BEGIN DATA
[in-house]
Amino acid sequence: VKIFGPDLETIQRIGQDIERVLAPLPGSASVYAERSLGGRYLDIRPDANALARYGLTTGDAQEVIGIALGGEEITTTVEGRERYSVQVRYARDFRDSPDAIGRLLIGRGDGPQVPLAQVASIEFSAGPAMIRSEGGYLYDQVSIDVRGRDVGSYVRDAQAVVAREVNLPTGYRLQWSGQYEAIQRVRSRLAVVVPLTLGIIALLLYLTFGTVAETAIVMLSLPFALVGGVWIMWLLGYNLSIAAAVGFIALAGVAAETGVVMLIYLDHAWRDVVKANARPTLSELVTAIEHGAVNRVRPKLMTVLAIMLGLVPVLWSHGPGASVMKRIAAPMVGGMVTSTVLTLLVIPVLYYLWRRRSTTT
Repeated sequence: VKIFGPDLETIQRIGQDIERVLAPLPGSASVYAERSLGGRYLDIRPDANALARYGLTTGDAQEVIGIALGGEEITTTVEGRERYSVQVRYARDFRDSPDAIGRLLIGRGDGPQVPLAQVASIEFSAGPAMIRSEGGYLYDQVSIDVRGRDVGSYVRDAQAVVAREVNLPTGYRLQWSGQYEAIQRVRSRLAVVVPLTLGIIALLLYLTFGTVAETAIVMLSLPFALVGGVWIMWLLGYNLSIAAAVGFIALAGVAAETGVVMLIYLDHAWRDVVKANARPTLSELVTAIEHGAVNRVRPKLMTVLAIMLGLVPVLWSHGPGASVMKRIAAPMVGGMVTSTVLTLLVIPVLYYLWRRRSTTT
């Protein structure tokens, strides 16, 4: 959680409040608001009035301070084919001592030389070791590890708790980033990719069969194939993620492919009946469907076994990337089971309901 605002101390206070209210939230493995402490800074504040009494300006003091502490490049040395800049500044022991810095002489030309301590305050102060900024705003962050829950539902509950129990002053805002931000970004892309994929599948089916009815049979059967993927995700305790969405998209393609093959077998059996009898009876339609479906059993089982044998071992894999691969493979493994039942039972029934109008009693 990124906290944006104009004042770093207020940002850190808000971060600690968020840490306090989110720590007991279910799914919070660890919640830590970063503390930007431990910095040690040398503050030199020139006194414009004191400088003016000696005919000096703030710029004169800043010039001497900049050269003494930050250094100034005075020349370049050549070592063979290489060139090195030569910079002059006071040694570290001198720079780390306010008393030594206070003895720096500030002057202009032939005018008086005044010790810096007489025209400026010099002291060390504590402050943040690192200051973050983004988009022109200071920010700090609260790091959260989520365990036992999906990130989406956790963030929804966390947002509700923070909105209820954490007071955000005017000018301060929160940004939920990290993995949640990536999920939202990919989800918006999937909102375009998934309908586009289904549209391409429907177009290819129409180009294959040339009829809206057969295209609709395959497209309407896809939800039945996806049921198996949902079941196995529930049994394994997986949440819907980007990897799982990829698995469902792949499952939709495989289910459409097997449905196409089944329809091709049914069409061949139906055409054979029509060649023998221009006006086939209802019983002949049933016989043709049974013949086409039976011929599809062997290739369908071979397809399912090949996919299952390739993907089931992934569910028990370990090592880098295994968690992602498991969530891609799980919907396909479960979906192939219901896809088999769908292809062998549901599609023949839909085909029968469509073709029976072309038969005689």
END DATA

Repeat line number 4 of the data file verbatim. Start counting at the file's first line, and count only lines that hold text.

């Protein structure tokens, strides 16, 4: 959680409040608001009035301070084919001592030389070791590890708790980033990719069969194939993620492919009946469907076994990337089971309901 605002101390206070209210939230493995402490800074504040009494300006003091502490490049040395800049500044022991810095002489030309301590305050102060900024705003962050829950539902509950129990002053805002931000970004892309994929599948089916009815049979059967993927995700305790969405998209393609093959077998059996009898009876339609479906059993089982044998071992894999691969493979493994039942039972029934109008009693 990124906290944006104009004042770093207020940002850190808000971060600690968020840490306090989110720590007991279910799914919070660890919640830590970063503390930007431990910095040690040398503050030199020139006194414009004191400088003016000696005919000096703030710029004169800043010039001497900049050269003494930050250094100034005075020349370049050549070592063979290489060139090195030569910079002059006071040694570290001198720079780390306010008393030594206070003895720096500030002057202009032939005018008086005044010790810096007489025209400026010099002291060390504590402050943040690192200051973050983004988009022109200071920010700090609260790091959260989520365990036992999906990130989406956790963030929804966390947002509700923070909105209820954490007071955000005017000018301060929160940004939920990290993995949640990536999920939202990919989800918006999937909102375009998934309908586009289904549209391409429907177009290819129409180009294959040339009829809206057969295209609709395959497209309407896809939800039945996806049921198996949902079941196995529930049994394994997986949440819907980007990897799982990829698995469902792949499952939709495989289910459409097997449905196409089944329809091709049914069409061949139906055409054979029509060649023998221009006006086939209802019983002949049933016989043709049974013949086409039976011929599809062997290739369908071979397809399912090949996919299952390739993907089931992934569910028990370990090592880098295994968690992602498991969530891609799980919907396909479960979906192939219901896809088999769908292809062998549901599609023949839909085909029968469509073709029976072309038969005689």